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A mercury day if you consider its solar day is 2 mercury years.

Now if you consider just 1 half of mercury, in 1 of those years it is facing towards the sun and in another one of those years it is facing away from the sun.

Mercury is tidally locked. This tidal locking happens when the rotation rate slows down until it reaches 0.

How is it possible for a planet to not rotate and yet have 1 half of it facing towards the sun each year with that half changing every year? It would seem like it would have to rotate 180 degrees in a fraction of a second which I know is not possible.

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  • $\begingroup$ Mercury has days?? This is news to me. $\endgroup$ – Scottie Oct 14 '14 at 15:42
  • $\begingroup$ yes it does have days just like all our other planets $\endgroup$ – Caters Oct 14 '14 at 16:34
  • $\begingroup$ But none of the other planets are tidally locked... How does a tidally locked planet have days? $\endgroup$ – Scottie Oct 14 '14 at 16:37
  • $\begingroup$ @Scottie a tidally locked planet doesn't have (solar) days (and nights). But though it might be news to you, Mercury is not tidally locked, and this is old news. See my answer. $\endgroup$ – Jeremy Oct 15 '14 at 9:49
  • $\begingroup$ @Jeremy: Good to know! Thanks for the update. $\endgroup$ – Scottie Oct 15 '14 at 14:12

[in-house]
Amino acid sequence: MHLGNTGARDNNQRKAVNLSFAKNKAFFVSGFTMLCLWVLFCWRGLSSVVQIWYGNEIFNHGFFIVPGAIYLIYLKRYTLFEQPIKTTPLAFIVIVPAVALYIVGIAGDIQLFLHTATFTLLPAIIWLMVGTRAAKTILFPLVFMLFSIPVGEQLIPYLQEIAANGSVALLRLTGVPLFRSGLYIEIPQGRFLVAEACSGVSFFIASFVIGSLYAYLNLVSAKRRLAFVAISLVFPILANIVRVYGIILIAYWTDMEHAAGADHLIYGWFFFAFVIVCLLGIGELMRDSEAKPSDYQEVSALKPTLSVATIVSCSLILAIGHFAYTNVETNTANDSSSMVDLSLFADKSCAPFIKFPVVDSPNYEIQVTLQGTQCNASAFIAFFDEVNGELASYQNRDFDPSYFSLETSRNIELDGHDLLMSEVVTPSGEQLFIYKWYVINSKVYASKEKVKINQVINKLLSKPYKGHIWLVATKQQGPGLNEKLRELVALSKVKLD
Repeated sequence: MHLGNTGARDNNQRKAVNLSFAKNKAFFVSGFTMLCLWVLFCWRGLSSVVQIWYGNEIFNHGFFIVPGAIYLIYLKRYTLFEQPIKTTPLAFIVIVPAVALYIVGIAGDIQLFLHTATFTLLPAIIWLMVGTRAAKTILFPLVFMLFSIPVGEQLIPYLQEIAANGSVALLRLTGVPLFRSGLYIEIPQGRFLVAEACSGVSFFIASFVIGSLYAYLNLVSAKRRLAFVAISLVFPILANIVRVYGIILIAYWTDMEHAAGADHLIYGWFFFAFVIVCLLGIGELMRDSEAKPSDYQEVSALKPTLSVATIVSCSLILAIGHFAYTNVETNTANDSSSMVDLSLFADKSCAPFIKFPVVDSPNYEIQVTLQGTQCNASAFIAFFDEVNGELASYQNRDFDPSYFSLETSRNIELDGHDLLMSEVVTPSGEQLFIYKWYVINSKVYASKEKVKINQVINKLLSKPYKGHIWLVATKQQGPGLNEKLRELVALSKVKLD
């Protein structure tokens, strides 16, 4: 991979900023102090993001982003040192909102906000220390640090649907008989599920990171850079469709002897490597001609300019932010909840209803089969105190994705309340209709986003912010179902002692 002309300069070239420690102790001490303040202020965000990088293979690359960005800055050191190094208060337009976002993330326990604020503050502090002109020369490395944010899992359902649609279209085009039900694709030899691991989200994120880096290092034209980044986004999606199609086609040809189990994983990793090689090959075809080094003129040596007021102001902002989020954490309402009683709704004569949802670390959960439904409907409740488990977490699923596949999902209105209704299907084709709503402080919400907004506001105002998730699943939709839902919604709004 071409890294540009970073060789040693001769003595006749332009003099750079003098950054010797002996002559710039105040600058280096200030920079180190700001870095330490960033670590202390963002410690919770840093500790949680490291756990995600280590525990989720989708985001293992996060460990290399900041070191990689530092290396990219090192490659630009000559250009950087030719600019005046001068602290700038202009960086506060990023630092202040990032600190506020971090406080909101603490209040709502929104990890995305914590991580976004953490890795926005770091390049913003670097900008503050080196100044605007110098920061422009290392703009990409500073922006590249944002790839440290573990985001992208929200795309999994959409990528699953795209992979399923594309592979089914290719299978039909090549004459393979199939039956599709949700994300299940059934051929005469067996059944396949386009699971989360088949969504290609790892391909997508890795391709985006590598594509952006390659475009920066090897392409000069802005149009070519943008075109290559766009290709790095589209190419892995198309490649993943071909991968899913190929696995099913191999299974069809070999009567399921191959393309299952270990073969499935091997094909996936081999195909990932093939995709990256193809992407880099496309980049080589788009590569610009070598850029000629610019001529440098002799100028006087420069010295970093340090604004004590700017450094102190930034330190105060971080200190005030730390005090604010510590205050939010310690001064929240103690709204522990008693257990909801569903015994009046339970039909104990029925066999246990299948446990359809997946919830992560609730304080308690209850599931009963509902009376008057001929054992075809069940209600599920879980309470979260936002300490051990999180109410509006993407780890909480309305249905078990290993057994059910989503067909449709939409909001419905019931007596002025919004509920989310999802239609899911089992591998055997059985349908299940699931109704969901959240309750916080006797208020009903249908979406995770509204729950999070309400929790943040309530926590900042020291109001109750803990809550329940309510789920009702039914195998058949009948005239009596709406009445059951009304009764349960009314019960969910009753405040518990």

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Your premise is incorrect. We used to think Mercury was tidally locked, but since 1965 we now know it is in a 3:2 spin-orbit resonance, which gives it (long) days.

Anything you read that says it is tidally locked is old, or itself using old reference material.

Here are some quick sketches to show the orbit, relative orientation of the planet, and the sidereal and solar days. If you like it as an answer I'll redraw with a graphics tool instead of my iPad Pen app...

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  • $\begingroup$ that is only considering the sidereal day. The one most important to us for discovering earth-like planets is the solar day length. $\endgroup$ – Caters Oct 14 '14 at 20:05
  • $\begingroup$ ...and the question is essentially asking about sidereal days on Mercury, not solar days on exoplanets. $\endgroup$ – Jeremy Oct 14 '14 at 20:11
  • $\begingroup$ But still, even in mercury day to earth day conversion you would use the solar day which is 2 mercury years, not the sidereal day with its 3:2 resonance. $\endgroup$ – Caters Oct 14 '14 at 23:03
  • $\begingroup$ I've added sketches to help explain how it works $\endgroup$ – Jeremy Oct 15 '14 at 7:53
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Like any other planet day/night will not flip immediately in a seconds. It will have its sunrise , noon and then sunset . The 1st year day refers to the time between morning and evening, and the 2nd half year of night (i.e. day in the other half) refers to the time between sunset and sunrise. Something similar happens in earth's noth pole and south.

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